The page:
In the following spring he fastened a quarrel upon Potidaea, a town in Chalcidice, which was attached by ancient bonds to Corinth, and in the campaign which followed Athenian and Corinthian troops came to blows.
It corresponded roughly to ancient Thrace, Macedonia with Chalcidice, Epirus and a large part of Illyria, constituting the present administrative divisions of Stambul (Constantinople, including a small strip of the opposite Asiatic coast), Edirne (Adrianople), Salonica with Kossovo (Macedonia), Iannina (parts of Epirus and Thessaly), Shkodra (Scutari or upper Albania).
Seleucus Nicator gave it a Macedonian name, Beroea; but Chalcis, some distance S., was the capital of the province, Chalcidice (later, Kinnasrin), in which it lay, and the centre of that hellenized region, now a.
In the 8th and 7th centuries it founded thirty townships on the peninsula of Chalcidice, and several important cities in Sicily.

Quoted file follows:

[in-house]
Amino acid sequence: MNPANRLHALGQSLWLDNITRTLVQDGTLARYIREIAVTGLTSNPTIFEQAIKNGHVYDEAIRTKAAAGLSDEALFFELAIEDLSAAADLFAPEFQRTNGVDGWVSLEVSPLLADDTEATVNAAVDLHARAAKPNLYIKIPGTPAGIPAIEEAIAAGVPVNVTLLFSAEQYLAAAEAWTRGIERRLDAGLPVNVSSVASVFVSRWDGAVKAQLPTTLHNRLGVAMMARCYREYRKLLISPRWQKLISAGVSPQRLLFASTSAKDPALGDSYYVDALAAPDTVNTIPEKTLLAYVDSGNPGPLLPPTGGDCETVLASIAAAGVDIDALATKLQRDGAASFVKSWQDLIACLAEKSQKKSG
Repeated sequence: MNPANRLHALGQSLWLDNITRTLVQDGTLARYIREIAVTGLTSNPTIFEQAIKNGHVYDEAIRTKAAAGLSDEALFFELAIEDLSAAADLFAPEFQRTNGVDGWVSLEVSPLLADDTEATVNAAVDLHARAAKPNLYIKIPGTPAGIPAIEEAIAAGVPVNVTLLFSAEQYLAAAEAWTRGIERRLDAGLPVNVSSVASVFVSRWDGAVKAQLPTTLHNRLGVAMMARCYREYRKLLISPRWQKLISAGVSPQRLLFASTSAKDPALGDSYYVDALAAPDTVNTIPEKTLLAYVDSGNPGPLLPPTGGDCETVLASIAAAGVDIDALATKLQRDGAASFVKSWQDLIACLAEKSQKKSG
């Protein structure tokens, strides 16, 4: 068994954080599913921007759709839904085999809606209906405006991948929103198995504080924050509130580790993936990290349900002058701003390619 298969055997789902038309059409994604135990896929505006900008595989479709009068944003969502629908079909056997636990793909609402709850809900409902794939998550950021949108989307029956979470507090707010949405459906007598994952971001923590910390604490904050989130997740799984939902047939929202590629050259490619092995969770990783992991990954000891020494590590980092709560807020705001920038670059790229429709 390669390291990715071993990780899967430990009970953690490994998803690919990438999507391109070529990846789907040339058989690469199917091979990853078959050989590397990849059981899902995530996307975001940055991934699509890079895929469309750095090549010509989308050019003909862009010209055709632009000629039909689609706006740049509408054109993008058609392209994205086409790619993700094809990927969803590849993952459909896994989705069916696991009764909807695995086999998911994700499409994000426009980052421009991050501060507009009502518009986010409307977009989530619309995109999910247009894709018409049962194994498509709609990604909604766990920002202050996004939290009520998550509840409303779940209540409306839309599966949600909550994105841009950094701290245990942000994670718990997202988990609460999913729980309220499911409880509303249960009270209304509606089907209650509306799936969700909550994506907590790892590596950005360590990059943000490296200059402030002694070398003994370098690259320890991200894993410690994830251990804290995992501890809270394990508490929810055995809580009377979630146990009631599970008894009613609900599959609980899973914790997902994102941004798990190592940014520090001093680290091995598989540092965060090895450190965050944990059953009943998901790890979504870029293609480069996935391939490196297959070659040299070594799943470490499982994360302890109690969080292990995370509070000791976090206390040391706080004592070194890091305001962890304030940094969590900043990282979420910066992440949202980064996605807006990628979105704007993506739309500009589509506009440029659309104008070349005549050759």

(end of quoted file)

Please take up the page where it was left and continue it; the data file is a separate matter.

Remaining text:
Potidaea, a Dorian town on the western promontory of Chalcidice in Thrace, a tributary ally of Athens - to which however Corinth as metropolis still sent annual magistrates - was induced to revolt,' with the support.
The Athenians failed in an expedition to Chalcidice under Xenophon, while the Spartan Cnemus with Chaonian and Epirot allies was repulsed from Stratus, capital of Acarnania,.
Though originally dependent on Eretria, by the 7th century B.C. it had become sufficiently prosperous to send out several colonies to Chalcidice (Acanthus, Stageirus, Argilus, Sane).